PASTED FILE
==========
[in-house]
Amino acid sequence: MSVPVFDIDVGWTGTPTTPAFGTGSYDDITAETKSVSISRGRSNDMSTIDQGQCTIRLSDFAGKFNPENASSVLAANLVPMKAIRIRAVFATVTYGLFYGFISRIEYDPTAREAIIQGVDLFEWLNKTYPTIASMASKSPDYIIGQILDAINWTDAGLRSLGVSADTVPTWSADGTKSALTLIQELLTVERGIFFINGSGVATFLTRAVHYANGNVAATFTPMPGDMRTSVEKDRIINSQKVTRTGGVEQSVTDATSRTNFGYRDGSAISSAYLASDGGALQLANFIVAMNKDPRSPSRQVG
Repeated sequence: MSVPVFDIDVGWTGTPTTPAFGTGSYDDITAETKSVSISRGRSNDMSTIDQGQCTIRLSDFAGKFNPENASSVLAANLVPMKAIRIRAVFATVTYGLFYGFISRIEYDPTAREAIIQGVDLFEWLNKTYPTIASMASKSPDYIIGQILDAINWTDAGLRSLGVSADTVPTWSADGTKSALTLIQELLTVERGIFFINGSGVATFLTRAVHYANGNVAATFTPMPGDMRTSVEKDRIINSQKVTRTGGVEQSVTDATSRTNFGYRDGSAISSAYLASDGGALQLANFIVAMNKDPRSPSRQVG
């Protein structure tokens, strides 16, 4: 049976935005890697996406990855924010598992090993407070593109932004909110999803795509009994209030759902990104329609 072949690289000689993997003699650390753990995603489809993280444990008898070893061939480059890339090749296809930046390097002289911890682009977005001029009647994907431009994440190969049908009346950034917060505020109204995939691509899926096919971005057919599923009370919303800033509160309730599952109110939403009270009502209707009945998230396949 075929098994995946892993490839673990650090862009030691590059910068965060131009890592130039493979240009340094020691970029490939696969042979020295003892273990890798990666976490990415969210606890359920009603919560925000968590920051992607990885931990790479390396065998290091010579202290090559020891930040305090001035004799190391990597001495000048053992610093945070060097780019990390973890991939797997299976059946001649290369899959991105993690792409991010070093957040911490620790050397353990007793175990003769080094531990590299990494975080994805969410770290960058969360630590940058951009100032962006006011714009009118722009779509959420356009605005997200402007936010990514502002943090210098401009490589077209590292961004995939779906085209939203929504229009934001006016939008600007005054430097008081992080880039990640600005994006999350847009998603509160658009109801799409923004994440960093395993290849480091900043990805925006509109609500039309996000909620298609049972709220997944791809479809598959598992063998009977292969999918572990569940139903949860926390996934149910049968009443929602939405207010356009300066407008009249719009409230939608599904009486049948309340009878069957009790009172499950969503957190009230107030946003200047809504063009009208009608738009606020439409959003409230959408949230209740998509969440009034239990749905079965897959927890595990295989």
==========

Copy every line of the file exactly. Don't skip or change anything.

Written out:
[in-house]
Amino acid sequence: MSVPVFDIDVGWTGTPTTPAFGTGSYDDITAETKSVSISRGRSNDMSTIDQGQCTIRLSDFAGKFNPENASSVLAANLVPMKAIRIRAVFATVTYGLFYGFISRIEYDPTAREAIIQGVDLFEWLNKTYPTIASMASKSPDYIIGQILDAINWTDAGLRSLGVSADTVPTWSADGTKSALTLIQELLTVERGIFFINGSGVATFLTRAVHYANGNVAATFTPMPGDMRTSVEKDRIINSQKVTRTGGVEQSVTDATSRTNFGYRDGSAISSAYLASDGGALQLANFIVAMNKDPRSPSRQVG
Repeated sequence: MSVPVFDIDVGWTGTPTTPAFGTGSYDDITAETKSVSISRGRSNDMSTIDQGQCTIRLSDFAGKFNPENASSVLAANLVPMKAIRIRAVFATVTYGLFYGFISRIEYDPTAREAIIQGVDLFEWLNKTYPTIASMASKSPDYIIGQILDAINWTDAGLRSLGVSADTVPTWSADGTKSALTLIQELLTVERGIFFINGSGVATFLTRAVHYANGNVAATFTPMPGDMRTSVEKDRIINSQKVTRTGGVEQSVTDATSRTNFGYRDGSAISSAYLASDGGALQLANFIVAMNKDPRSPSRQVG
């Protein structure tokens, strides 16, 4: 049976935005890697996406990855924010598992090993407070593109932004909110999803795509009994209030759902990104329609 072949690289000689993997003699650390753990995603489809993280444990008898070893061939480059890339090749296809930046390097002289911890682009977005001029009647994907431009994440190969049908009346950034917060505020109204995939691509899926096919971005057919599923009370919303800033509160309730599952109110939403009270009502209707009945998230396949 075929098994995946892993490839673990650090862009030691590059910068965060131009890592130039493979240009340094020691970029490939696969042979020295003892273990890798990666976490990415969210606890359920009603919560925000968590920051992607990885931990790479390396065998290091010579202290090559020891930040305090001035004799190391990597001495000048053992610093945070060097780019990390973890991939797997299976059946001649290369899959991105993690792409991010070093957040911490620790050397353990007793175990003769080094531990590299990494975080994805969410770290960058969360630590940058951009100032962006006011714009009118722009779509959420356009605005997200402007936010990514502002943090210098401009490589077209590292961004995939779906085209939203929504229009934001006016939008600007005054430097008081992080880039990640600005994006999350847009998603509160658009109801799409923004994440960093395993290849480091900043990805925006509109609500039309996000909620298609049972709220997944791809479809598959598992063998009977292969999918572990569940139903949860926390996934149910049968009443929602939405207010356009300066407008009249719009409230939608599904009486049948309340009878069957009790009172499950969503957190009230107030946003200047809504063009009208009608738009606020439409959003409230959408949230209740998509969440009034239990749905079965897959927890595990295989």